DOD probes agency reform
- By Bob Brewin
- May 18, 1997
The Defense Department last week kicked off a six-month study of its headquarters organizations and DOD agencies such as the Defense Information Systems Agency with comptroller John Hamre heading up a task force on Defense reform.
Today secretary of Defense William Cohen plans to release the results of the Quadrennial Defense Review which is widely expected to call for sharp cutbacks in personnel and weapons systems in all three services. Although Cohen called the QDR an "exhaustive examination" of DOD he said the six-month time frame devoted to the review did not allow "sufficient time to study significant reforms in major areas of my personal focus particularly the Office of the Secretary of Defense Defense agencies Defense field activities and the military departments."
Hamre zeroed in on the Defense agencies including DISA as well as the Defense Finance Agency and the Defense Logistics Agency as potentially ripe for reform or reorganization. In response to questions at a press briefing Hamre said "There's been a lot of good that's come from creating the Defense agencies [but] when you have great big centralized operations sometimes you deny yourself the creativity that exists in other organizations."
Hamre added that the savings from the Defense agencies projected by the Bush administration under the Defense Management Review project did not meet expectations. "They advertised savings of about $70 billion [but] when we got here and did an independent audit the savings were $42 billion. These were significant savings but not as large as had been advertised."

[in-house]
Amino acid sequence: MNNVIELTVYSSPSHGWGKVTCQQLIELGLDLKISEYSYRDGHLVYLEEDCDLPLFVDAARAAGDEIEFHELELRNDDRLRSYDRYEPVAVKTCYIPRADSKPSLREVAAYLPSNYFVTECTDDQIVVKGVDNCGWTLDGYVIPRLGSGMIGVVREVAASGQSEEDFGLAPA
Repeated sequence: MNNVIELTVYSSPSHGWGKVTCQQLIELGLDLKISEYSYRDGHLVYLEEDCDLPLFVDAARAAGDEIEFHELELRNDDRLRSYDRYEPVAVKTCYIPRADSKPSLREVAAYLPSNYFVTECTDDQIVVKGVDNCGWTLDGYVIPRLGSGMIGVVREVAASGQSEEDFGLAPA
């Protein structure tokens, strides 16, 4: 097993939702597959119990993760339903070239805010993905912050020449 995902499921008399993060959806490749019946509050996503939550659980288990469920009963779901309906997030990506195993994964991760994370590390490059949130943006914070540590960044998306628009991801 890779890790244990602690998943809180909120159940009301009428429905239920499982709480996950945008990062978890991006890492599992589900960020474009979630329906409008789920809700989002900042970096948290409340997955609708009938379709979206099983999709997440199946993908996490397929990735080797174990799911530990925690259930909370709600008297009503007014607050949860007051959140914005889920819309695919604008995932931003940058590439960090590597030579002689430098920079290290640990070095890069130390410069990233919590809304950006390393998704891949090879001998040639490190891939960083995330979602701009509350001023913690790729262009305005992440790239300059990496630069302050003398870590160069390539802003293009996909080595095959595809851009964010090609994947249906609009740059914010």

Warren Suss a Jenkintown Pa.-based telecommunications analyst said he doubted the task force would recommend any major cutbacks for DISA. "Just because things are on the table does not mean they are on the cutting block. I would bet money on DISA's survival."
Who's WhoThe task force targeted to deliver its report to Cohen on Nov. 30 has tapped a wide pool of expertise. Members include Michael Bayer a consultant who has served in the Energy and Commerce departments David Chu director of RAND Corp.'s Washington office James Locher a former assistant secretary of Defense for special operations Arnold Punaro a former staff director of the Senate Armed Services Committee and now a senior vice president at Science Applications International Corp. Kim Wincup a former assistant secretary of the Army and a program director at SAIC and Dov Zakheim a former undersecretary of Defense for planning and now corporate vice president of System Planning Corp.v